Certification will be available for everyone's use as long as the basic industry standards are met which means that when a coffee bears the name "Kona Coffee" it contains only 100% Kona coffee of Prime grade or higher.
"It's obvious that the registration will occur, but not without a significant cost to the farmers," one twenty year independent farmer remarked to me last September as he proudly pointed to the spot on the ground where he first roasted coffee over an open fire using a rotating metal barrel. It's this kind of spirit of perseverance that will guide the registration process to success.
Great care and concern for the future of Kona coffee is wide spread throughout Kona. As one farm proudly hangs a banner in support for the certification mark others open their farms to public tours and stories of the struggles of coffee farming in Kona, it is plain to see that this is just another step in the long road to coffee independence.
Today, coffee farms in Kona are active with both ancient and modern methods of coffee production. In all cases the coffee is still handpicked at the picker's average rate of one to three hundred cherry pounds per day. From the fields the coffee is transported in everything from old station wagons to heavy trucks to the mill where farmers can collect an average of eighty cents per pound for their efforts. In the past donkeys called "Kona Nightingales" were used to transport coffee up and down the hillsides but were later replaced by small farm jeeps that weren't quite as stubborn as the donkeys. Once at the mill the coffee cherries are husked and the beans undergo a twelve hour soaking period before being spread out to sundry for fifteen to eighteen days. At larger operations rotary driers may be used to speed up this process but it is believed by many farmers that a finer tasting bean is produced when the coffee is sun-dried slowly. From the drying decks the beans are usually stored in what is known as parchment (a thin shell membrane that surrounds the coffee bean). Storage in parchment usually helps preserve the freshness of the bean. When the beans are prepared for shipment or roasting they are removed of their parchment and graded on a gravity table that separates the beans into grades according to their size and weight. The minimum size and grade of Kona coffee is called Prime with the highest grade being labeled extra fancy. One rare and round grade of Kona coffee is called peaberry, which is the result of single bean growth in the usual two bean coffee cherry. Peaberry is regarded by some to have distinct cupping characteristics because it is believed to retain all the flavor of two beans in only one. Many independent farms that operate solely on their own produce a grade of coffee known as an estate grade, simply meaning that it is coffee grown exclusively on that farm and is of a prime grade or higher. Organic coffee farming is coming of age in Kona as well and constitutes the last variety of coffee in Kona. Farmers who have perfected the natural fertilization process have themselves created a more natural coffee that carries a distinct taste as well as having a positive impact on the environment.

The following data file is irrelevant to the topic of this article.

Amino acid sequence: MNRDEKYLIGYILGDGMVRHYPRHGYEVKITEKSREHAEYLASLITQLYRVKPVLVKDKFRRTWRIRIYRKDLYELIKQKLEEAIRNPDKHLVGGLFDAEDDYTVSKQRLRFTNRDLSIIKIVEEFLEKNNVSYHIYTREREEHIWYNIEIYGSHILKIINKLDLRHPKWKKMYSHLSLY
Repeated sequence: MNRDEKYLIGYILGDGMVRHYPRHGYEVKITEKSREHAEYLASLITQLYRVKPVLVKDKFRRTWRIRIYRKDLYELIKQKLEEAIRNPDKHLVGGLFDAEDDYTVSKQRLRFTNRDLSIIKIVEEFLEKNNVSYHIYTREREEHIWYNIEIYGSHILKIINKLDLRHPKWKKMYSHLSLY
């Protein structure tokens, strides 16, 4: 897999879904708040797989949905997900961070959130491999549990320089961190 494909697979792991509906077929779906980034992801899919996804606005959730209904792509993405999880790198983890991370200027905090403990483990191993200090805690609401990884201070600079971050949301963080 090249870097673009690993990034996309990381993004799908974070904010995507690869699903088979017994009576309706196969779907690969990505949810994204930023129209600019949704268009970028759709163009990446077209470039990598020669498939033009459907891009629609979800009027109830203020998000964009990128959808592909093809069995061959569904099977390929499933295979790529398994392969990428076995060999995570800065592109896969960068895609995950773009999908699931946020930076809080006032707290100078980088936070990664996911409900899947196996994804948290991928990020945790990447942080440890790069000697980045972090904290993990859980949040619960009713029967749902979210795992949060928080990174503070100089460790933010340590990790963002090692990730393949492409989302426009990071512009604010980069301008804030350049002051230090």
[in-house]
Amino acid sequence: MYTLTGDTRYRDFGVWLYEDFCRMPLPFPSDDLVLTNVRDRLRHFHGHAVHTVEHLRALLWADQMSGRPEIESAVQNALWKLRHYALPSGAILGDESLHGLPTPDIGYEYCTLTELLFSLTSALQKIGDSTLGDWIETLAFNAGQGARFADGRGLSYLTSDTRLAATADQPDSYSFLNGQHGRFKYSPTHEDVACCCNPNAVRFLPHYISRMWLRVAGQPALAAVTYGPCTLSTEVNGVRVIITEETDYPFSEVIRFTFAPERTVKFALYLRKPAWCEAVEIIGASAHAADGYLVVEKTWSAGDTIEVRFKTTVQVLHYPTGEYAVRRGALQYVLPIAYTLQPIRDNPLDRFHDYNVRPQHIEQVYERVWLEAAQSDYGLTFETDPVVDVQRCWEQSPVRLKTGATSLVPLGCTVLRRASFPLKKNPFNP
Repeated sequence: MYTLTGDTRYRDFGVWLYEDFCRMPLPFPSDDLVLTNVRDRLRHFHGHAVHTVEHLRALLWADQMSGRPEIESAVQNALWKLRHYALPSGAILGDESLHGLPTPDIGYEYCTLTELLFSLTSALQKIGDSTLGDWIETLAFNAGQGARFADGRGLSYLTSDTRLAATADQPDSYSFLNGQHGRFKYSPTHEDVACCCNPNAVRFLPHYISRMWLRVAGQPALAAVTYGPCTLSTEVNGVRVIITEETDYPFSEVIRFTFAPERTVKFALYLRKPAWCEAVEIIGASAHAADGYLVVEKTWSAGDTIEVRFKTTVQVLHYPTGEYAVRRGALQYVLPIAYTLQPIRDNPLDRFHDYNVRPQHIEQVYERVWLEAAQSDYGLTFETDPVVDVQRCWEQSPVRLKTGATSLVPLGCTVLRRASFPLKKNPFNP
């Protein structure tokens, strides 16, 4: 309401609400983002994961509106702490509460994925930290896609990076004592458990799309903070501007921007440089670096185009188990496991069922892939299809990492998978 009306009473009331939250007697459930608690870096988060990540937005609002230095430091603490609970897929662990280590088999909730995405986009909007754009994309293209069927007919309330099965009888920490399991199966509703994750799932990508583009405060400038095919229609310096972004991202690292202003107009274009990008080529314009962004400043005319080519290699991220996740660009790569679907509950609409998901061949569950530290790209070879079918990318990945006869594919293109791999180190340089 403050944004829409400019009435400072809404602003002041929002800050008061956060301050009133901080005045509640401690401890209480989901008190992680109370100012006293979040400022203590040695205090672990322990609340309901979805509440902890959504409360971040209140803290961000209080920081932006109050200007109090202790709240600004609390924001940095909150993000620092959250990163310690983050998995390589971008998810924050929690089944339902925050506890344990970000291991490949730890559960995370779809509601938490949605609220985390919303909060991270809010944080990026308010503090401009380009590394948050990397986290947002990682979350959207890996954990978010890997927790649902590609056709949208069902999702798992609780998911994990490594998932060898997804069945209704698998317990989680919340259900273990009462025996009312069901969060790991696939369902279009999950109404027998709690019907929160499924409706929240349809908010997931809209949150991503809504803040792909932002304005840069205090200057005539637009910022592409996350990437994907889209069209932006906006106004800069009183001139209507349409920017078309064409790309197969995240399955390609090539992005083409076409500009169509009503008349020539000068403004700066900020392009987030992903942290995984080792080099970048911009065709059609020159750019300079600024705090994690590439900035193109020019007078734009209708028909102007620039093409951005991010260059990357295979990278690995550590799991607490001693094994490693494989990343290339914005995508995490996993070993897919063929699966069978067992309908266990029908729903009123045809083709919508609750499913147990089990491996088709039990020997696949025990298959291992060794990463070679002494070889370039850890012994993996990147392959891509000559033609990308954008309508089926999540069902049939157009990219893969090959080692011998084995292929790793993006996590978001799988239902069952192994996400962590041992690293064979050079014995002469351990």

Many large and small farms around Kona now grow, mill, roast and sell their own coffee by the pound to island visitors or through mainland accounts and mail-orders.
The modern age of desktop publishing and data bases have outfitted the Kona coffee farmer with important marketing tools by which they can operate their operation entirely from their farm.
All this self initiative sweeping through Kona, despite a local and mainland marketplace wrought with the perils brought on by neighborly competition, the industry and reputation of Kona coffee will continue to benefit and grow from its continued spirit of independence. And such is the positive state of the Kona coffee bean in 1994.
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Story appeared originally in Coffee Times print magazine and appears online for archival purposes only. Any use or reprinting of these stories without the expressed written consent of the author is prohibited.